A number of legislative efforts to extend consumer protections to small businesses have withered since the cards were first excluded from federal consumer protections over four decades ago.
"We have got to assist (small businesses) to make sure deceptive practices by credit card companies are not keeping them from going and hiring more people," said U.S. Representative Nita Lowey, a Democrat from New York who sponsored legislation last March to extend CARD Act protections to small businesses.
Small business owners have little chance of getting relief from the Consumer Financial Protection Bureau, which was created as part of the 2010 Dodd-Frank financial oversight law, because business credit cards are not technically consumer products.
Financial industry representatives say small business owners do not need the same protections that consumers do.
"The law is built on the assumption that people in business have a certain minimum sophistication and competence," said Nessa Feddis, vice president and senior counsel at the American Bankers Association, who added that extending the CARD Act to cover small businesses could further contract credit.
CAN YOU SPARE A DIME?
Credit cards are the most common form of credit for small businesses, according to the National Federation of Independent Businesses. Seventy-nine percent of small businesses use them. That is 3 percentage points more than in 2010, and 5 percentage points greater than in 2009.
The cards tend to carry higher interest rates than personal credit cards, with the largest number of small businesses reporting interest rates in the 15 to 19 percent range, according to the National Small Business Association. That compares to an average of 12.36 percent for consumer cards, according to the Federal Reserve.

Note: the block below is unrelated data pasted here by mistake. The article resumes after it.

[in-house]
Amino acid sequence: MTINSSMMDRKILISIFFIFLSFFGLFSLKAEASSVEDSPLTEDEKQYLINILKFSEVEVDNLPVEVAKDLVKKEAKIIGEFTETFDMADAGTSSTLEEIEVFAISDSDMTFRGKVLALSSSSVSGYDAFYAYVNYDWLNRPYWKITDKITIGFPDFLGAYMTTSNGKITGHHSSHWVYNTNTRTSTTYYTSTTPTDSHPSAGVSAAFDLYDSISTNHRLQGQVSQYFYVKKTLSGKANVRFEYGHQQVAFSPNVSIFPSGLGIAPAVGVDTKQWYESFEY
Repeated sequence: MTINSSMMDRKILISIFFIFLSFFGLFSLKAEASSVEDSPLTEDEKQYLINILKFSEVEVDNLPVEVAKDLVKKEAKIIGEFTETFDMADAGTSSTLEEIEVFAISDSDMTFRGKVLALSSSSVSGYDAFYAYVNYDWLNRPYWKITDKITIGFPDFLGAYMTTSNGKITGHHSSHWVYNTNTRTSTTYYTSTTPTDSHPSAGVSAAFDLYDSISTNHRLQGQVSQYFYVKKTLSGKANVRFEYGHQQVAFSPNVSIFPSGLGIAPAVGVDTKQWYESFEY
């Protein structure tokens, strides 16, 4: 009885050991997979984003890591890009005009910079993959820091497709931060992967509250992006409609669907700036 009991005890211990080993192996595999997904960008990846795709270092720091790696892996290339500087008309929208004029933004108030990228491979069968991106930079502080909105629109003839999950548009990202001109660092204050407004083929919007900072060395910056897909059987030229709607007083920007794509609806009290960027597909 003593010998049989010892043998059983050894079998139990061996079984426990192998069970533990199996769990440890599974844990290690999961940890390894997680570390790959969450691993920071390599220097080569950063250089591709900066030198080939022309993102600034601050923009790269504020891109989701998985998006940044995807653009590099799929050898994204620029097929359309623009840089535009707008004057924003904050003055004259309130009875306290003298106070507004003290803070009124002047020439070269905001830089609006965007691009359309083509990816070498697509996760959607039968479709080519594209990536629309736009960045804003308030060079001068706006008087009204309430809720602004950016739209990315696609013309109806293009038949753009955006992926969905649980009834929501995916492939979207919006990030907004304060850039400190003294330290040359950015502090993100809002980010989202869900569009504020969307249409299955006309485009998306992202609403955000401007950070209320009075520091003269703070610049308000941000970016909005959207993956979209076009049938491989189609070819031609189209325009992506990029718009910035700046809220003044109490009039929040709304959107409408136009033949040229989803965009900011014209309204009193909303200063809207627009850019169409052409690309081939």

But business credit cards offer higher credit limits, are often easier to get than loans or lines of credit, and some offer special perks like an expense tracking tool for employee cards or rewards geared towards small businesses.
"There are possible advantages," to business cards, said Josh Frank, a senior researcher at the Center for Responsible Lending, "but they have no value anywhere near what you lose in terms of lack of consumer protections."
Mary Darling, who owns an Arizona-based surveying business, said even those advantages can disappear quickly. Her business, Darling Environmental & Surveying, relies on a handful of business credit cards that her employees use to cover big travel bills.
In early 2009, Darling said she got hit by a double whammy, despite never having missed a payment. American Express and Chase suddenly boosted her interest rates by up to 2.25 points to 13.99 percent and cut her credit limits by up to 75 percent.
Darling was in shock.
"It puts our company at risk," said Darling, who sold a prized laser scanner, two trucks, and renegotiated her rent to raise cash. For the past two years, she has been struggling to cope with her constrained credit.